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14 minutes ago, Greglw3 said:

I see players on other teams hitting to the vacant spot at second base a lot but not as much on the Twins. That shift, had it been employed against Rod Carew would have lasted no more than one game!

Agreed 100%.  Why are players not taught to bunt anymore?  To me, the game is not evolving, but instead regressing.  Is it coaching, or has the approach to the game changed so much that it sometimes has me gagging?  As a traditionalist growing up watching baseball in the 60's and 70's,  I hate all the new and extreme rules changes, like 7 inning doubleheaders, and the baserunner to start extra innings.  Getting as bad as Nascar.  Getting back to Kepler,  how about going back to the basics of hitting, bunting, walking.  He will never be a Carew type, and he shouldn't.  But he could be more of a Cuddyer type, which I think is reasonable.  

 

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Kepler this year could use a reset in St. Paul for a little while. It’s too bad Refsnyder and others are injured to not take advantage of the situation. 
 

Kepler moving forward is a good 4th OF on a contending team. He’s not overpaid if it turns out that is his most efficient role.  
 

Just so I’m keeping proper score, people want both Buxton and Kepler traded? That would be a huge disservice to the pitching staff, and whoever the CF is after Buxton. Larnach, Kirilloff, and Arraez in the corners means everything including raindrops falls for a hit. 

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17 hours ago, Hosken Bombo Disco said:

He could be part of a trade package this month for MLB-ready starting pitching?

But where is that pitching going to come from? Everyone needs pitching. No good one will be cast adrift at the deadline.

The Twins may definitely be toast this year, but just offloading talent now, when they know they won't get value I don't think is the solution. The team will be a loser whether they trade now or not. So the question would be....how many years do you want to be 'rebuilding' and pretty much non-competitive? I go back to...I have to think, if you are a young fan, you are willing to sacrifice years perhaps. If you are older (ahem) time becomes more valuable and waiting around for a suspect to maybe float to the top isn't a happy thought! So Twins need to be somewhat practical and not knee-jerk...at least not without just giving away what talent they do have.

They need pitching...they won't get it on July 31st...

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He would at least be the busy side of a platoon, but then who is the other side? What does that look like? An outfielder that hits lefties well enough to be in the lineup, can defend when he's out there, but hits righties poorly enough to use Kepler instead? That's  a specific pedigree, and maybe not useful enough for a roster spot. Platooning is how you make do with the roster you have. It's a real hard way to build a roster.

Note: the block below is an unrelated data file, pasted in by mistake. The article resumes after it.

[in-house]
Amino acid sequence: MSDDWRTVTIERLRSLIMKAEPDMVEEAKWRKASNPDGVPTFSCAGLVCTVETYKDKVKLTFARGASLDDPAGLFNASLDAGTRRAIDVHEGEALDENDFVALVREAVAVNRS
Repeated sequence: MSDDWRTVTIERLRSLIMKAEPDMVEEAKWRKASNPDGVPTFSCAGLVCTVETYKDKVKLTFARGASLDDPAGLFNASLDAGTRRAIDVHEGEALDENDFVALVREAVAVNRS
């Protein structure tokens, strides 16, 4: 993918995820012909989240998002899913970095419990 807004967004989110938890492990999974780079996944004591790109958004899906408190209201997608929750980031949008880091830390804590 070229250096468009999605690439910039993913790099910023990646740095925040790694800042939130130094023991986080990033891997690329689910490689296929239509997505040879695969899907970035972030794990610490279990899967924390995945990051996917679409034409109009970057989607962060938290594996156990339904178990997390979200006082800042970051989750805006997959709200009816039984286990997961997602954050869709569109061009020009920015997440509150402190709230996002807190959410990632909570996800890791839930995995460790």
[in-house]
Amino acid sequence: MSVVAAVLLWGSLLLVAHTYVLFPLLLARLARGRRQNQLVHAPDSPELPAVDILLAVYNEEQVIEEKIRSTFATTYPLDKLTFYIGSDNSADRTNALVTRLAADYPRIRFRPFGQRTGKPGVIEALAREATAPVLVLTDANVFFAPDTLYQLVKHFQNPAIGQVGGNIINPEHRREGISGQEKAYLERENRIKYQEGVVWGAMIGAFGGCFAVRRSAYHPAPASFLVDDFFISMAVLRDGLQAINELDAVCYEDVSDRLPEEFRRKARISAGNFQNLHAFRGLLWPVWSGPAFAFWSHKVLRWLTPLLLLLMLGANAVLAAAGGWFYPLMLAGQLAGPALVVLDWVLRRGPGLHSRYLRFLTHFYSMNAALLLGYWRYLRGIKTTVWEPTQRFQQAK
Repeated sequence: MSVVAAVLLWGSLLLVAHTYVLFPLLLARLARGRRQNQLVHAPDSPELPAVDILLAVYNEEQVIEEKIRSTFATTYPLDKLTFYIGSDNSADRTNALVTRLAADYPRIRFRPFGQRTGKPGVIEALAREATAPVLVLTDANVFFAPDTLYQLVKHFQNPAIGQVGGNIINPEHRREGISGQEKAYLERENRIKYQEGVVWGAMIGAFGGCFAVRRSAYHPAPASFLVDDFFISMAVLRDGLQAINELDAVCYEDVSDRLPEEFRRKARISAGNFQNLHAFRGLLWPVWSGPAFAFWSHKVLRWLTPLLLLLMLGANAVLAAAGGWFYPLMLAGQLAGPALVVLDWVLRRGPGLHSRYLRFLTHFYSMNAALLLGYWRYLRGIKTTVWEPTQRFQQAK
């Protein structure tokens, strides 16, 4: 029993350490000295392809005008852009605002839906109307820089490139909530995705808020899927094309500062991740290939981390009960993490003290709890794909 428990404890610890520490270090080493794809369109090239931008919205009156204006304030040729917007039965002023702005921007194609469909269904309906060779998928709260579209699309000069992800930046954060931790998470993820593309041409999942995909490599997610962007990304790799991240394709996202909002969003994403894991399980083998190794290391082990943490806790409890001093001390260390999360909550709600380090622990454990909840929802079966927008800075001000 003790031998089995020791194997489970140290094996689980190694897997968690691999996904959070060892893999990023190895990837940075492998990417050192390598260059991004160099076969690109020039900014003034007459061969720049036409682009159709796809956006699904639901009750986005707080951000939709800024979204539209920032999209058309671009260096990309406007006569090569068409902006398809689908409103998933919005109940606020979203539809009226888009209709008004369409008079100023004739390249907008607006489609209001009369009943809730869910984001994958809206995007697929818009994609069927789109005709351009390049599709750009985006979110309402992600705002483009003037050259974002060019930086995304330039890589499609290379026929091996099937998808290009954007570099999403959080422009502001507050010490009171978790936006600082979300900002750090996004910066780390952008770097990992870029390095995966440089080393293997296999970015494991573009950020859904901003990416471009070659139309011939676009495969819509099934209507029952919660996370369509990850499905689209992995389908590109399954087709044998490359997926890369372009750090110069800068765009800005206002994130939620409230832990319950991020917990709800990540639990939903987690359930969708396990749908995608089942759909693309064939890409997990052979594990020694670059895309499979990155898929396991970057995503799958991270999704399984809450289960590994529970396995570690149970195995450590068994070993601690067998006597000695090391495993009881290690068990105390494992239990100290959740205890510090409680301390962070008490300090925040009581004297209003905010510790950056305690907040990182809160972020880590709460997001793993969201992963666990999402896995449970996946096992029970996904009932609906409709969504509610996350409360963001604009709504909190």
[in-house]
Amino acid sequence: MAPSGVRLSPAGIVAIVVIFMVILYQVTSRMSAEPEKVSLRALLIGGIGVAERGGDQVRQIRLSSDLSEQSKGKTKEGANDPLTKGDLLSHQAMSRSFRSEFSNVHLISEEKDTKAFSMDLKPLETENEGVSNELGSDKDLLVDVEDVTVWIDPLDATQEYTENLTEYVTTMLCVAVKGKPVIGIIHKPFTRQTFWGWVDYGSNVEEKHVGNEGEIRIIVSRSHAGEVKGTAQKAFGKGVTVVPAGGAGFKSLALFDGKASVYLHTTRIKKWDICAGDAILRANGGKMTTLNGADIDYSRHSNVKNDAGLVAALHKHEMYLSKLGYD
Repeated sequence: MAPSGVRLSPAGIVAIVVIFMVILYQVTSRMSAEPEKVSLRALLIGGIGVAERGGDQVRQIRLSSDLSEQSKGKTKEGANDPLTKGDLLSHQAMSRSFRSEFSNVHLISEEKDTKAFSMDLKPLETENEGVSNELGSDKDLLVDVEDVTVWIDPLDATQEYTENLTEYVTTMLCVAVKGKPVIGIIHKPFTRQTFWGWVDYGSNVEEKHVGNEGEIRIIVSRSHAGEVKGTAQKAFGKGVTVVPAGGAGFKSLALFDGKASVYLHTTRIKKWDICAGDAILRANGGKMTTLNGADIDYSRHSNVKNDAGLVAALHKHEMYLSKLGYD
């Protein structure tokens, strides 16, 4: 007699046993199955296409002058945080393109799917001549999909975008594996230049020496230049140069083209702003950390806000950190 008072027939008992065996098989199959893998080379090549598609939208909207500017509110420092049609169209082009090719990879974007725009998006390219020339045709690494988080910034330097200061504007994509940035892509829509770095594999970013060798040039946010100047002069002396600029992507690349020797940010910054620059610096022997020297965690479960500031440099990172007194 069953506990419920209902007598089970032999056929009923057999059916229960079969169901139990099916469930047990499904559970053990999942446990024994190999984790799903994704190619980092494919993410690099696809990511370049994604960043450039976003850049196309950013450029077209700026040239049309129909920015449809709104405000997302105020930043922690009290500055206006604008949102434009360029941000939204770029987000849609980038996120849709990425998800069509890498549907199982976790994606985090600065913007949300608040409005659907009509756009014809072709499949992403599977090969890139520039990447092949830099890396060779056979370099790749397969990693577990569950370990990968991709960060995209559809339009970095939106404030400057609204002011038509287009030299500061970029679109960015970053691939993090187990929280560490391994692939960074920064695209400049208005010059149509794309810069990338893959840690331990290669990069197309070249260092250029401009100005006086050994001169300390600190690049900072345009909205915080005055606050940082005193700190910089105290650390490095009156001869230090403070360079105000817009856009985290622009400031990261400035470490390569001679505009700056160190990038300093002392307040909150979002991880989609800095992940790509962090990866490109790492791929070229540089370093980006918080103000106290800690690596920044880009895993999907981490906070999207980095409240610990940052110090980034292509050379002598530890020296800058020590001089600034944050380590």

As to whether better development is to blame, that's hard to know. But the ease with which effective staffs keep all the Twins off the bases is worrisome

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I've been a fan and supporter of his since day one and have remained hopeful of what we would see after 2019. I didn't exactly expect him to continue mash in the same way but thought we would get something close as the new normal for Max going forward. Alas, it just may not be.

You can call me an apologist if you want, but I give Kepler, and about anyone else who had a poor 2020, a free pass. There were so many variables in such a weird and short season that calling 2020 an "aha" season just isn't right or fair. But no question his production has been a real bummer. And unexpected IMO.

Part of the reason I just don't want to pencil Kirilloff in at 1B permanately is he's also a solid OF and I want flexibility in case Kepler is traded or his role changes.

I'm OK with the right trade a good trade if one is available, I believe the entire FO and staff are going to be looking at changes from tweaking the roster to tweaking certain approaches to maybe tweaking the coaching staff. (Hitting instructors).

Max is still a bounceback candidate and I sure wouldn't want to sell low on him. I agree that a good, solid RH bat to complement what we have on hand could be really smart and allow Kepler to be a part time starter and back up CF while still not being expensive. And maybe that's the best approach to take in order to maximize the roster and not sell low.

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While I really like Max though I have been touting trading him to the Yankees who desperately need a lefty hitter and Max can take advantage of the short porch in Yankee Stadium, I do hope he stays with the Twins and plays about 120 games a season against right handed pitching. He could hit .260 with 25 home runs and 75 RBI if he can do that though that may be his ceiling. He's also a good defender. Part of the problem is we don't know who else we have. I am not a fan of Larnach though he's just a rookie and wonder why he is batting so high in the lineup. If the Twins do trade him, I would hope we can get something decent for him.